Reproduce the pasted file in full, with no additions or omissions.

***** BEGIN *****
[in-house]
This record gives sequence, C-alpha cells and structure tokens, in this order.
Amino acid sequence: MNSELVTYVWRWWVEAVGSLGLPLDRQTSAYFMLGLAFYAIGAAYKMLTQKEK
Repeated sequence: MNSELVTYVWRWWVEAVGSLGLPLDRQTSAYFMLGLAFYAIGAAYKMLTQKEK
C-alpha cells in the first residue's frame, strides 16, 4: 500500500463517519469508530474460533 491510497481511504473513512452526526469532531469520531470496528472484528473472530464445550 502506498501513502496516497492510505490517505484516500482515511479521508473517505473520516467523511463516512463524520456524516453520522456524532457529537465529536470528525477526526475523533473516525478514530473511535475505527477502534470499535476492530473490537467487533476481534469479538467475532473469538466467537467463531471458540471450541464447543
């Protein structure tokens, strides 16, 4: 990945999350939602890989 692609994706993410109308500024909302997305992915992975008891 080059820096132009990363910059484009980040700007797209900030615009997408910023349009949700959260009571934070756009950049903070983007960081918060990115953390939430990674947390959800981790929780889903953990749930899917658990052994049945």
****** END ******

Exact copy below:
[in-house]
This record gives sequence, C-alpha cells and structure tokens, in this order.
Amino acid sequence: MNSELVTYVWRWWVEAVGSLGLPLDRQTSAYFMLGLAFYAIGAAYKMLTQKEK
Repeated sequence: MNSELVTYVWRWWVEAVGSLGLPLDRQTSAYFMLGLAFYAIGAAYKMLTQKEK
C-alpha cells in the first residue's frame, strides 16, 4: 500500500463517519469508530474460533 491510497481511504473513512452526526469532531469520531470496528472484528473472530464445550 502506498501513502496516497492510505490517505484516500482515511479521508473517505473520516467523511463516512463524520456524516453520522456524532457529537465529536470528525477526526475523533473516525478514530473511535475505527477502534470499535476492530473490537467487533476481534469479538467475532473469538466467537467463531471458540471450541464447543
């Protein structure tokens, strides 16, 4: 990945999350939602890989 692609994706993410109308500024909302997305992915992975008891 080059820096132009990363910059484009980040700007797209900030615009997408910023349009949700959260009571934070756009950049903070983007960081918060990115953390939430990674947390959800981790929780889903953990749930899917658990052994049945």